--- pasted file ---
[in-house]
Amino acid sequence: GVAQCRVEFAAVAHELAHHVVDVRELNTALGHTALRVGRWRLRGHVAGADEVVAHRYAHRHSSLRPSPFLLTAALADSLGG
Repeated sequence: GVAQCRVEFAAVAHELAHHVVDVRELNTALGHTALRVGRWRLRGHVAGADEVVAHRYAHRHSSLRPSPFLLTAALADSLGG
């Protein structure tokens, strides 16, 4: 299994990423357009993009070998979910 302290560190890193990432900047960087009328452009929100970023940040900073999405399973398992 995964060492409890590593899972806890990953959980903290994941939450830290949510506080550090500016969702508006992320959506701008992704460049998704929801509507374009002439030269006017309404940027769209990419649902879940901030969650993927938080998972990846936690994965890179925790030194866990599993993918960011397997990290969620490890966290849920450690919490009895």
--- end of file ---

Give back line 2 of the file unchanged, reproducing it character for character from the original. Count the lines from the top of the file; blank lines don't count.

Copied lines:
Amino acid sequence: GVAQCRVEFAAVAHELAHHVVDVRELNTALGHTALRVGRWRLRGHVAGADEVVAHRYAHRHSSLRPSPFLLTAALADSLGG